The British Government has zero moral authority
The UK cannot claim the moral high ground when it is preventing its own journalists from doing their jobs
05 Feb 21

Activists take radical action at Napier Barracks to highlight human rights violations on the 28th of January 2021 in Folkestone, United Kingdom. Activists dressed in white suits and masks, ​throw buckets of fake blood​ through the gates of Napier Barracks to send a clear message to Priti Patel and the Home office. ​Close Napier camp or​ ​there will be blood on your hands Following ongoing concerns over the poor living conditions at Napier barracks, and the failures in handling the inevitable Covid-19 outbreak onsite, pressure has been mounting on the Home Office to close the camp. (photo by Andy Aitchison)

[vc_row][vc_column][vc_single_image image=”116171″ img_size=”full” add_caption=”yes”][/vc_column][/vc_row][vc_row][vc_column][vc_column_text]Picture the scene.

A freelance photojournalist attends a demonstration, does his job, documents the protest, sells the images to a national newspaper and then goes home. A few hours later, five police officers arrive at his home, confiscate his equipment and his mobile phone. He is arrested in front of his family. He is taken to the police station, fingerprinted and has his DNA taken. He is then put in a cell.

You would assume that I’m describing an event that happened in Russia or Belarus or Myanmar. I could be outlining a plot in a Hollywood film. I’m not. This happened in Kent, on Thursday, last week.

Andy Aitchison is a freelance photographer. He was taking photos of a protest at Napier Barracks in Folkestone, where people had gathered to raise concerns about the treatment of asylum seekers held inside. Andy wasn’t part of the protest, he was there as a member of the press. He sold the images to The Guardian, among others, and then, job done, went home.

Six hours later, the police arrived at his home and arrested him in front of his children on suspicion of criminal damage. They weren’t interested in his press card or why he was there. But they knew enough to seize his equipment including the memory card holding the images and his mobile phone. He was taken to the local police station, processed, fingerprinted, had his DNA taken and then held in a cell for seven hours.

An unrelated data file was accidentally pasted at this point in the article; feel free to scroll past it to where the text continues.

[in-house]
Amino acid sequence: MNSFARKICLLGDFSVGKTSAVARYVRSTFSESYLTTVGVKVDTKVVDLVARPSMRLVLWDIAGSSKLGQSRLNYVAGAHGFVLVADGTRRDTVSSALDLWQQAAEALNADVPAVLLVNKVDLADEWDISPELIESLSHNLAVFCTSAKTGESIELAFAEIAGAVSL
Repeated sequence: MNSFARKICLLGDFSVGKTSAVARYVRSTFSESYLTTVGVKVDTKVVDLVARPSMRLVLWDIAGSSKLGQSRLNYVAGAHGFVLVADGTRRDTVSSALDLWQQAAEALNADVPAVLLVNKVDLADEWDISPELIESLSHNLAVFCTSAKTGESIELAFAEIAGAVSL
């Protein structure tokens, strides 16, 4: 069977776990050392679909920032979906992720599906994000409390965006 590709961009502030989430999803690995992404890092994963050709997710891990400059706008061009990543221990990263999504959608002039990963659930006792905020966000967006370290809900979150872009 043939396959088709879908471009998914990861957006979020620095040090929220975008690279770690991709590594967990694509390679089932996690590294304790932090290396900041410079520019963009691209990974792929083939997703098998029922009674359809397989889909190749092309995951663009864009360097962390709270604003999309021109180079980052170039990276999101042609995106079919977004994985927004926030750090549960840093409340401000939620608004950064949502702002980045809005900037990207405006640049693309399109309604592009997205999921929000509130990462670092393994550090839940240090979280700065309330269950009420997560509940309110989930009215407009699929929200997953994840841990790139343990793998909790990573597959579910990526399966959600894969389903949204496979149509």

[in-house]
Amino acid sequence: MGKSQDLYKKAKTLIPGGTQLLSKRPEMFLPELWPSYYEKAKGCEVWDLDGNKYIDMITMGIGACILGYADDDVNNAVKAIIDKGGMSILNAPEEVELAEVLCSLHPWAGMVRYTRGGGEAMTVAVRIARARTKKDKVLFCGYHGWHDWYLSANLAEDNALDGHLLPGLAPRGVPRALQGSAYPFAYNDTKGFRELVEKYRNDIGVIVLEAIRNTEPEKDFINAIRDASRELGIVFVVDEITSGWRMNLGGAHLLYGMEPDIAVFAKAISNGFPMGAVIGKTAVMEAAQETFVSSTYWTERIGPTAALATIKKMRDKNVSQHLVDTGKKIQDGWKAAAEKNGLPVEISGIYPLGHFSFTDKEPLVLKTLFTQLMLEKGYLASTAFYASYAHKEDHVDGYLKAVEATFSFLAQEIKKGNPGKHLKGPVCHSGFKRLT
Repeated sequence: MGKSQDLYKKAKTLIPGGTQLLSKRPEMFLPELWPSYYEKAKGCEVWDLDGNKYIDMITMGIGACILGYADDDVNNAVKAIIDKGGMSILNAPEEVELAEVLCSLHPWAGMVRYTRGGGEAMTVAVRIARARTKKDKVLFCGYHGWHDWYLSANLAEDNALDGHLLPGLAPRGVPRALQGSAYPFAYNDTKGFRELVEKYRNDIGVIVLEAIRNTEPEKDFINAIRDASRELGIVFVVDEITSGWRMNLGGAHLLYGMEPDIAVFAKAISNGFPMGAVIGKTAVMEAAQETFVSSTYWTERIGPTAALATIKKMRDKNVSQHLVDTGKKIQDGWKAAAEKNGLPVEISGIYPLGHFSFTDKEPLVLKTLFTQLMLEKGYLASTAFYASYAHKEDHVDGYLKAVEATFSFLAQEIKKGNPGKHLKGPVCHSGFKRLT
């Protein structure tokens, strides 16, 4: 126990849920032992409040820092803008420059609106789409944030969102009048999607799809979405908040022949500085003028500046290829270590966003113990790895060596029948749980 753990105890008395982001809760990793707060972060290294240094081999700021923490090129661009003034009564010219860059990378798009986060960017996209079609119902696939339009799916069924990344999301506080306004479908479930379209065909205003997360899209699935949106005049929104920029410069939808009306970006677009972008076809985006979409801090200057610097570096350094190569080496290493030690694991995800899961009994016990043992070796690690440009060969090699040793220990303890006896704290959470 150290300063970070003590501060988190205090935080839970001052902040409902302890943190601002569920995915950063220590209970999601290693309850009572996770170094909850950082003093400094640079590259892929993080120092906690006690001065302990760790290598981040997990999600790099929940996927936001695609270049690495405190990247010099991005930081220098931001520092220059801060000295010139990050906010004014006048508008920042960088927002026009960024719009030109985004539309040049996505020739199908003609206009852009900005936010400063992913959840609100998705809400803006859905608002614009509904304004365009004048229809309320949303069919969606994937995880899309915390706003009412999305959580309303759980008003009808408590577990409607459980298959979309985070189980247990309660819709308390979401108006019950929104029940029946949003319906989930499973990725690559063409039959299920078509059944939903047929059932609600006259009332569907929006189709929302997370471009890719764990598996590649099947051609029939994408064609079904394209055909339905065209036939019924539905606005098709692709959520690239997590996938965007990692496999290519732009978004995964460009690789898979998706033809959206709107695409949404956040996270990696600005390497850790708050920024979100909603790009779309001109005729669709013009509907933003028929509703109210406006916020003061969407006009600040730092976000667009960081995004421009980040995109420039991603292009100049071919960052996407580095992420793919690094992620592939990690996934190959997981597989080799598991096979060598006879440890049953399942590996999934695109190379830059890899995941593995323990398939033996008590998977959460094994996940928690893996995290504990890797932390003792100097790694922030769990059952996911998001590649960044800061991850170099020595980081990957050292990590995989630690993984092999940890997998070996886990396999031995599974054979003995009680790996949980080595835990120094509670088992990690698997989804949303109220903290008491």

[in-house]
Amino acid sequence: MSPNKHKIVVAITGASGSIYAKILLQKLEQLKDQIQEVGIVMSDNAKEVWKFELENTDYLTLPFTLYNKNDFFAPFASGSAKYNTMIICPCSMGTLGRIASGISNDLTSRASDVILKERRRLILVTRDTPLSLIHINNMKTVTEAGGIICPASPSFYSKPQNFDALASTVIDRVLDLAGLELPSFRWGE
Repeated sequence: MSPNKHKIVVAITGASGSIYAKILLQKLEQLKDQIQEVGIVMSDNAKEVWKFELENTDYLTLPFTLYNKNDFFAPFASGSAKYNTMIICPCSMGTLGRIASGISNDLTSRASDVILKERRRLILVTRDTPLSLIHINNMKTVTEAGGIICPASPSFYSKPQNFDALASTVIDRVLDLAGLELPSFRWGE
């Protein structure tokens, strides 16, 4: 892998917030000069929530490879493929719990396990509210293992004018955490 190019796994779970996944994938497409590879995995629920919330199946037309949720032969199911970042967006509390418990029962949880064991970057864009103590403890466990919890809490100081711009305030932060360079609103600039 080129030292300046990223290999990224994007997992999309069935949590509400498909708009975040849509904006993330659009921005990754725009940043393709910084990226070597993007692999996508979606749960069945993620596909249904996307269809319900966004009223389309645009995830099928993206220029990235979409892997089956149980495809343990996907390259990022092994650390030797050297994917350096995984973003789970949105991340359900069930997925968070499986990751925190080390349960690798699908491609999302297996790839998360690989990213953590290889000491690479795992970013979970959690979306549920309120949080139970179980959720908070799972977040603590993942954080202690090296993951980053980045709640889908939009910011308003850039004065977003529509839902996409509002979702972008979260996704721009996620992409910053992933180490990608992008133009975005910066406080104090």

When they finally released him, he was remanded on bail until 22 February and barred from going back to the Napier Barracks. This prevented him from covering the impact of a fire that occurred on the site the following day.

Andy is a journalist. He is registered with the National Union of Journalists. He is protected under Article 10 of the Human Rights Act.

The British Government talks a good game on media freedom. They are launching a National Action Plan for the Safety of Journalists. They are proposing legislation to protect free speech on campus. They have spoken out about Putin’s show trial of Navalny. Of Lukashenko’s repressive regime. Of the military coup in Myanmar. But what credibility do they have if they are enabling British journalists to be arrested on UK soil – for doing their job?

Index is truly disgusted at this behaviour. The authorities have absolutely no right to arrest a journalist for doing his job. Andy needs to be de-arrested immediately. His equipment needs to be returned to him immediately. And he needs an apology.

The British Government has zero moral authority to promote free speech and free expression around the world if they won’t abide by it at home.[/vc_column_text][/vc_column][/vc_row][vc_row][vc_column][three_column_post title=”You may also want to read” category_id=”41669″][/vc_column][/vc_row]

By Ruth Anderson

CEO at Index On Censorship